have distinct histological features, such as moderate/poor
tumour differentiation and non-keratinising or basaloid
pathology1419 51. The incidence of distant metastases was
seen to be lower in patients with HPV positive tumours.
Furthermore, metastases developed later and with a very
different pattern from patients with HPV-negative tu-
mours. HPV-positive oropharyngeal cancer had a 28% re-
duction in the risk of death and a 49% reduction in the risk
of disease recurrence53. Secondary primary tumour (SPT)
in patients with HPV-positive cancer is very rare, and has
improved better survival rate compared to patients with
HPV negative tumours45.
Recent studies have shown radiological difference be-
tween HPV-positive and HPV-negative oropharyngeal
cancer. Specically, HPV-positive carcinomas often had
small or even occult primary lesions with well-dened
borders and cystic nodal metastases, whereas HPV-nega-
tive primaries more often had poorly dened borders and
invasion of adjacent muscle5254.
Several studies have shown that patients with HPV-pos-
itive oropharyngeal cancer, identied through PCR, in
situ hybridisation or p16 immunohistochemistry on tu-
mour tissues, have a signicantly improved overall and
disease-free survival compared to patients with HPV-
negative oropharyngeal cancer patients295355-61 (TableI).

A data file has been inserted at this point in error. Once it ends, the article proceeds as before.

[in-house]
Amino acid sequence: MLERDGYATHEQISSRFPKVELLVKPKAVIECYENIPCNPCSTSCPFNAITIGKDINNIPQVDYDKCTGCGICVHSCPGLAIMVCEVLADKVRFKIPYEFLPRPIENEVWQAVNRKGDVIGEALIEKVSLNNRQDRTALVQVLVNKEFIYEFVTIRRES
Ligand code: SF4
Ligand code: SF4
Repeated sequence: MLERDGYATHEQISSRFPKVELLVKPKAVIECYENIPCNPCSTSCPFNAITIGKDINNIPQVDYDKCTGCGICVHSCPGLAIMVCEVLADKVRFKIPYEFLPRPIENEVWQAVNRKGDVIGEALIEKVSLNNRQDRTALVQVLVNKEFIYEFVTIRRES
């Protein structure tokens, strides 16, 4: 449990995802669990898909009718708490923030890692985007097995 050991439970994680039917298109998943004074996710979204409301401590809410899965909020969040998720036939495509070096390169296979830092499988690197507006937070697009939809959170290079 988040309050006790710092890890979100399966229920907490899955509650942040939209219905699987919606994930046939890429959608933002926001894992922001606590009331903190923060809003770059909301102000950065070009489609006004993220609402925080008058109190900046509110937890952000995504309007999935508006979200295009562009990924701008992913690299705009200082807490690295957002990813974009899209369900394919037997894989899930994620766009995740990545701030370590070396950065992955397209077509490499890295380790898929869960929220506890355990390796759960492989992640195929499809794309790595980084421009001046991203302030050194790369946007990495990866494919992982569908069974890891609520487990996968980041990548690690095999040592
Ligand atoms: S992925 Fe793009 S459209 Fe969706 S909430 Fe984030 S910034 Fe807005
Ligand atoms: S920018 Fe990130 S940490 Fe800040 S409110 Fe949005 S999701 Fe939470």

This holds true even after adjustment for differences in
favourable prognostic factors associated with HPV posi-
tive patients (younger age, better performance status,
fewer comorbidities, less smoking). Ang etal. reported
that these prognostic factors explained only 10% of the
observed survival differences between two subgroups29.
However, other studies reported that survival rates im-
proved among non-smoker HPV positive patients com-
S. Elrefaey etal.
pared to smokers patients even in recurrent tumours,
underscoring once again the benets acquired from
Why does HPV positive orophrangeal cancer have a bet-
1. HPV-positive tumours may harbour fewer or different
genetic alterations, which can be associated with better
response to therapy1764.
2. HPV-positive tumours have higher radiosensitivity,
probably due to intact apoptotic response to radia-
3. The absence of eld cancerisation in HPV-positive tu-
4. Immunologic response may be play a role in the im-
proved response to radio- and chemotherapy in HPV-
positive tumours (due to the stimulation of immune
response directed to viral specic tumour antigens66.
5. Younger age, good performance status, fewer comor-
bidities of HPV-positive oropharyngeal cancer patients
may also contribute to improved survival67.
The impact of HPV on clinical management
The standard treatment for OPSCCs at present is mainly
dependent on the stage of the disease and patient and cli-
nician preferences. Single-modality treatment, in the form
of surgery or radiotherapy, is usually recommended for
early (T1-T2, N0) disease. For advanced stage disease,
standard treatments include chemoradiotherapy with or
without neck dissection, or surgical resection with re-
construction and postoperative chemoradiotherapy, as
required. These current standard methods of treatment